🎯 2024 Product Development Goals

We’re centring ourselves this year around 5 central workstreams and six core Product Development Goals that we believe offer the best route to adoption, usage of our products, retention and ultimately growth of Decentralised Identity as a whole. This year, we aim to take our vision of a world where individuals have control over their data and make it tangible.


We’ll start off with an insight into our Experimental use cases: industry verticals such as artificial intelligence and others, where we believe digital credentials can have a transformative impact. 

Network & Tokenomics

  1. Improve the tokenomics & functionality, to enable a more vibrant CHEQ ecosystem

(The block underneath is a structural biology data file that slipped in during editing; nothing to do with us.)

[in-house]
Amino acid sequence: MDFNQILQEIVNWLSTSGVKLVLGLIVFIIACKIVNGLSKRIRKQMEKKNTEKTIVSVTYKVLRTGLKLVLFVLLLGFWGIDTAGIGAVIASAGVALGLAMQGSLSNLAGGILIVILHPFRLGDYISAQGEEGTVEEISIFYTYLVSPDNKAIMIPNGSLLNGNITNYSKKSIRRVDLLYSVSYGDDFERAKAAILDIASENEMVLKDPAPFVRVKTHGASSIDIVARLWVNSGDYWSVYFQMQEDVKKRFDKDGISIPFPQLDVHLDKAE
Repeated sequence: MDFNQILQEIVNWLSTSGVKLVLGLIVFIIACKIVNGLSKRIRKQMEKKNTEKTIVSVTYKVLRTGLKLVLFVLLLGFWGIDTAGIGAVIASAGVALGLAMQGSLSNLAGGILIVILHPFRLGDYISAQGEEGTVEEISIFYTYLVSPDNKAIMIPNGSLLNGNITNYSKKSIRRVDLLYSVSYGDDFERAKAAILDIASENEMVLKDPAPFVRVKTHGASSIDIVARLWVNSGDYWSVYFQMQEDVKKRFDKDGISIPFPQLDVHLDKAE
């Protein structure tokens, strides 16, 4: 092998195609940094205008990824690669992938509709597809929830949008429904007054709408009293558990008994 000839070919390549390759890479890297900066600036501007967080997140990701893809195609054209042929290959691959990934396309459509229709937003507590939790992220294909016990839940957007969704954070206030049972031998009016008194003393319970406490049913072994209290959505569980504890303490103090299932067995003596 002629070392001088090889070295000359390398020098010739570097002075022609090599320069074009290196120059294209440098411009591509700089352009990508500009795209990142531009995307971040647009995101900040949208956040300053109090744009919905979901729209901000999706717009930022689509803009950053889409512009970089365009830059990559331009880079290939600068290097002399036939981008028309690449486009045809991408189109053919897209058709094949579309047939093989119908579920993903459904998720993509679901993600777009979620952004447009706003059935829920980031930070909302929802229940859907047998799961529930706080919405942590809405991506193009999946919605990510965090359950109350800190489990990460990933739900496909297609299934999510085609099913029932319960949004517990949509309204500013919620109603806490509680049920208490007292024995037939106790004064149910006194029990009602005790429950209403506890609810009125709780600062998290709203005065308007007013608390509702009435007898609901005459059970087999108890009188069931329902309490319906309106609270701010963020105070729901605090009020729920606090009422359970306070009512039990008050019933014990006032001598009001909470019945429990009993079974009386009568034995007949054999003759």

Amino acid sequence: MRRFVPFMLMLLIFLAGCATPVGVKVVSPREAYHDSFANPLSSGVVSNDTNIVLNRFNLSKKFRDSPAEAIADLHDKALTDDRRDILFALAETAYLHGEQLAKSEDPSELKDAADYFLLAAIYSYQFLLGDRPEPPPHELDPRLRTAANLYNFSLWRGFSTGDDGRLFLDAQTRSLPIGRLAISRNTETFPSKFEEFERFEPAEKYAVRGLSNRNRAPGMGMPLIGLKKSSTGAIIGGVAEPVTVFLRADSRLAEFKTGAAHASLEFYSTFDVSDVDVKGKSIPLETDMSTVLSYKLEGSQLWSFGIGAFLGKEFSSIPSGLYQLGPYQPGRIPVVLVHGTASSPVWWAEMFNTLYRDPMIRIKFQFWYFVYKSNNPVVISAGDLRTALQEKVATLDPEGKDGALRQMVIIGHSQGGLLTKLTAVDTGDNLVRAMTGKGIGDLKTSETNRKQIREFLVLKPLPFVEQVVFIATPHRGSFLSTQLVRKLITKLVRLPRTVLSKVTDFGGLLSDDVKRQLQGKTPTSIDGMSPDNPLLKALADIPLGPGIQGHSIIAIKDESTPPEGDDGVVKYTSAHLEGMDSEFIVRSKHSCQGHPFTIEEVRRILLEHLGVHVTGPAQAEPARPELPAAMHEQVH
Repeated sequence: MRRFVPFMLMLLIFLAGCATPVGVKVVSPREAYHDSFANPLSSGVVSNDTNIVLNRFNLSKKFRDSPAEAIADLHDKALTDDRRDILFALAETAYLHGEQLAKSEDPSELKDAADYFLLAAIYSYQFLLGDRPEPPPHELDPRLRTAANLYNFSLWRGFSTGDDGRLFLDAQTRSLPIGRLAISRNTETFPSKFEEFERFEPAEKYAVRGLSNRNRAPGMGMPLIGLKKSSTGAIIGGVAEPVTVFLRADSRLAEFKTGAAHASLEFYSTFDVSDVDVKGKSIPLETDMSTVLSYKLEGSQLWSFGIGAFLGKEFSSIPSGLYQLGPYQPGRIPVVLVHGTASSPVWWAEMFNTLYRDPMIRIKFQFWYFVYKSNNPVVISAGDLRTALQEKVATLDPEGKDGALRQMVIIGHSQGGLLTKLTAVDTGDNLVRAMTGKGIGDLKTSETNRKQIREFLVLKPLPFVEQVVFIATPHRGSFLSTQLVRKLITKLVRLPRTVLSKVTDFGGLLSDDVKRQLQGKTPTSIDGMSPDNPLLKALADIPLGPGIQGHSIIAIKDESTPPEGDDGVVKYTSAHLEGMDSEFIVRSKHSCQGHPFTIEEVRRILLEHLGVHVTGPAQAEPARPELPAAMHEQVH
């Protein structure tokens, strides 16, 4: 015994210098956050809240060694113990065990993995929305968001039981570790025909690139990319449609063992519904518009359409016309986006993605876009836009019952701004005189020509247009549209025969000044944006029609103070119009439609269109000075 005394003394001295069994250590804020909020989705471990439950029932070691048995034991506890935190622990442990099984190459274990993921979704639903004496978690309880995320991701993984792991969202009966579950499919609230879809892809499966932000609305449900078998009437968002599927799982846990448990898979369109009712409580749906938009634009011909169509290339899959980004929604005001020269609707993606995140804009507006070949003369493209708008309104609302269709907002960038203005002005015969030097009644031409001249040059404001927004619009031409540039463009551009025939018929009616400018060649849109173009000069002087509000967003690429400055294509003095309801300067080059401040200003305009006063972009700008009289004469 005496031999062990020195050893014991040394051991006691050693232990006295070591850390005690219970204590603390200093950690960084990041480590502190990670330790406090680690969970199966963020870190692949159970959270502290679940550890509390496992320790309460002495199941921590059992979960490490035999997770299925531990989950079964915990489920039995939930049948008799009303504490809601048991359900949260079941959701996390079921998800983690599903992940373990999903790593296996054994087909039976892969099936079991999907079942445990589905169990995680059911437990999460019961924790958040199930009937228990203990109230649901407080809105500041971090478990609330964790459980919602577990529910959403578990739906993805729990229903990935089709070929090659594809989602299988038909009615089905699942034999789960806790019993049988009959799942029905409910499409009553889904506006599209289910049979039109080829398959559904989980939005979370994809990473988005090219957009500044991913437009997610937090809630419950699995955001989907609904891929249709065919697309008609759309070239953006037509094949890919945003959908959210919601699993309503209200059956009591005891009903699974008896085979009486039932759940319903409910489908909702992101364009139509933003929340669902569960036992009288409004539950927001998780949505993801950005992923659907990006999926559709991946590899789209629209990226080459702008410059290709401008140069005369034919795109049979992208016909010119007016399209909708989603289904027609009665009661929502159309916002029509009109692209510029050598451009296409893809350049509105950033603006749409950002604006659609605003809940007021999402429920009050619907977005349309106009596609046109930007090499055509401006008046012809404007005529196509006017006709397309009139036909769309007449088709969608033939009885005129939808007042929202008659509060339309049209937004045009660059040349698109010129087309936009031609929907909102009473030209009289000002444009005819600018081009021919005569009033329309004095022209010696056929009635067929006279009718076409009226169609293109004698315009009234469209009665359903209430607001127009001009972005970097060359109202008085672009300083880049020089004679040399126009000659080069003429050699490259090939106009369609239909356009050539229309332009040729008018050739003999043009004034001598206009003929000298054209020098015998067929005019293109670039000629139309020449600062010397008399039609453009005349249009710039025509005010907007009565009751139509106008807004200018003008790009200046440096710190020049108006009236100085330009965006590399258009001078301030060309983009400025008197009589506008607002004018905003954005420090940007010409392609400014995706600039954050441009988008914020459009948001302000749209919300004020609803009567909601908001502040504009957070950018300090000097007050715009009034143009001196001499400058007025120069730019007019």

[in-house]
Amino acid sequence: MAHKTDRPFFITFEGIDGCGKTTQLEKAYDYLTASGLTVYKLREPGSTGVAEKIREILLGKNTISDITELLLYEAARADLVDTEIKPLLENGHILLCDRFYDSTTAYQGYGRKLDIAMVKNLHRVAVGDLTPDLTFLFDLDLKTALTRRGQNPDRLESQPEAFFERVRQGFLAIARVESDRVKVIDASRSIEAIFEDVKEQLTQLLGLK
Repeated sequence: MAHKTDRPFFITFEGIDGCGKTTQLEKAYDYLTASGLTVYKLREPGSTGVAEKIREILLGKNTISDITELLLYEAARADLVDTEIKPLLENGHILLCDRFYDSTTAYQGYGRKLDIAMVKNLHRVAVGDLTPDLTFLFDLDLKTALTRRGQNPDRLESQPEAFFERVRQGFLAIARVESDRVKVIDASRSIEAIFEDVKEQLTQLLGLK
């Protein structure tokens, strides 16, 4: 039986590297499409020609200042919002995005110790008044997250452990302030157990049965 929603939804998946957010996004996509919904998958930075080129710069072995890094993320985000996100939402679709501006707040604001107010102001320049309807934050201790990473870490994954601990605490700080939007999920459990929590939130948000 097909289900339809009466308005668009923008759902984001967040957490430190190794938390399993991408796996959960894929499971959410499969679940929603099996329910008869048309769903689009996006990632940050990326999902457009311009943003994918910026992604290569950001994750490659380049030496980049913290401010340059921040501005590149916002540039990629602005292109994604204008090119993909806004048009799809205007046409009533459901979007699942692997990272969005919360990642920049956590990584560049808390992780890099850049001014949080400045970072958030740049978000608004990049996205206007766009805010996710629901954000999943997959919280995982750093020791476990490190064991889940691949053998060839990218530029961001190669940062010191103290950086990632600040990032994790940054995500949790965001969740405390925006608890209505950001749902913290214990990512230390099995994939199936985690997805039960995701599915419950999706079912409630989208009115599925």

Ecosystem & Standards

      2.  Keep up-to-date with our standards and industry best practices to maintain product differentiation, and support our ecosystem builders

Credential Service

      3.  Enhance Credential Service with a dashboard, feature additions and new regulated payment schemes


      4.  Enable Collectors to collect and earn more credentials through the aggregation of disparate data sources

      5.  Serve insights to Creators to enable the creation of tailored experiences and personalised products & service offerings for their Collectors

Offer Collectors opportunities to use their credentials


We introduced this section on “Experimental” in our roadmap to talk about use cases which are outside the traditional scope of decentralised identity projects, where we think there’s a lot of value that digital credentials can bring.